Late to the party yet again, I finally watched the first two episodes of the new Mike Judge–helmed comedy series, Silicon Valley. If you haven’t yet traded for someone’s HBO Go credentials, you can watch the first episode, temporarily, of course, on YouTube.
The series traffics in some of the most well-worn stereotypes of software engineers and Internet entrepreneurs that are familiar to even the most casual observers of the tech-business world. The series centers on three budding software engineers living in an incubator started by a veteran of the Valley. Played by T.J. Miller, Erlich cashed in on his start-up years ago. Housing these engineers is his way of giving back, but not without taking a ten-percent stake in any product they develop while in residence.
The first two episodes of the series portray some of the more ludicrous aspects of Silicon Valley. As I watched it, I kept thinking of Evgeny Morozov’s latest book, To Save Everything Click Here: The Folly of Technological Solutionism. Morozov argues that the titans of tech are guilty of two hubristic sins. Solutionism is the relentless need to solve problems, including those than might not even need solving, and to strive for perfection. The second, Internet Centrism, is the fervent belief that the Internet and digital technologies are the tools to solve every problem. As I am yet to finish the book, it appears that these two function as rhetorical justifications for creating new digital industries that enrich those developing these solutions. In short, it’s about getting paid.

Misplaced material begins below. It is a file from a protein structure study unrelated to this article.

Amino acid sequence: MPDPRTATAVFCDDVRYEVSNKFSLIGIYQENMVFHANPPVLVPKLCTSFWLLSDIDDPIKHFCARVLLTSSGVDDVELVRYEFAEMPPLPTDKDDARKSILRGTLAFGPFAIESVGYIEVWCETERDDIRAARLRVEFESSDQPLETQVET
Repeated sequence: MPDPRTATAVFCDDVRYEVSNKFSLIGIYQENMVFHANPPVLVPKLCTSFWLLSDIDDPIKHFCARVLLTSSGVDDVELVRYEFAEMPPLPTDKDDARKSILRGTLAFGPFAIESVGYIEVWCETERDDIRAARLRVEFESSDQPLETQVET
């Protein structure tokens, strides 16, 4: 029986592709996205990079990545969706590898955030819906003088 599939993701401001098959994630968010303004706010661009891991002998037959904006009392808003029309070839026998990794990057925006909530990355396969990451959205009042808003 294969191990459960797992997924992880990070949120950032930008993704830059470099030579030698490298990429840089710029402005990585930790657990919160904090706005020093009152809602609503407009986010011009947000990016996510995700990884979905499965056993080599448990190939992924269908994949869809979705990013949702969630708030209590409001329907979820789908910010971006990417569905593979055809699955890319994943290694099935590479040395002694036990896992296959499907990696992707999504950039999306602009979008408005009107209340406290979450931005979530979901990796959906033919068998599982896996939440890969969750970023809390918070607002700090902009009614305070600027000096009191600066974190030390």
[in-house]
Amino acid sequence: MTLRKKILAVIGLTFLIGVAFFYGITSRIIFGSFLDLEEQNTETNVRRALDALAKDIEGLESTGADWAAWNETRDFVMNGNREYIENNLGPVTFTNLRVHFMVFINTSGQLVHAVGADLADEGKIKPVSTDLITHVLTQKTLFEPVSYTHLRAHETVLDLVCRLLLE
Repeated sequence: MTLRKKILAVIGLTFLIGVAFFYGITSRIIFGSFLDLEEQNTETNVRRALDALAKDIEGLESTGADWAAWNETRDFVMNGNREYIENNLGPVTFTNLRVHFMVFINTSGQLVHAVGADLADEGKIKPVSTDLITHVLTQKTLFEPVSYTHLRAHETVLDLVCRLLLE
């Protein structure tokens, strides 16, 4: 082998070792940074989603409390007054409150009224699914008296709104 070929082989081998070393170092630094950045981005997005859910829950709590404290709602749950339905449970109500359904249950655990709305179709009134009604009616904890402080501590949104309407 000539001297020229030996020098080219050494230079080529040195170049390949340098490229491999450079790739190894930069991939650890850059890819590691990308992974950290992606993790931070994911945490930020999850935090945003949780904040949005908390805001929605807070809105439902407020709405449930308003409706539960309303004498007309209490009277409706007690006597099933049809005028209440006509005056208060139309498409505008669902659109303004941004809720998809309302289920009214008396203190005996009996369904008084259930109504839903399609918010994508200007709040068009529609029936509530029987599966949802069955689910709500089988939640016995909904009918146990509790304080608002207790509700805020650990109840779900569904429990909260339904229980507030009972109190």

What came first: technology or bullshit?
— Evgeny Morozov (@evgenymorozov) April 2, 2014
We see the vapid speeches given at a TED Talk where audiences listen in awe of rhetorically flashy speeches on changing the world without much substance. We see an anti-intellectual venture capitalist who, like Peter Thiel, advocates that young people take $100,000 of his money to drop out of college to pursue their entrepreneurial ideas. We learn that an algorithm, properly deployed, can do something as mundane as search through a compressed data stream or something as important as curing cancer, the ultimate human miracle. We also see how spiritual advisors coddle super-rich CEOs are hell-bent on disrupting everything and are out to change the world, provided they make a ton of money doing so. Real money, too, not Bitcoin.
Read the book and watch the series for two contemporary and poignant critiques of an industry that is inflated in just about every sense of the word.
- Evegeny Morozov, To Save Everything Click Here: The Folly of Technological Solutionism, New York: Public Affairs, 2013, 129. ↩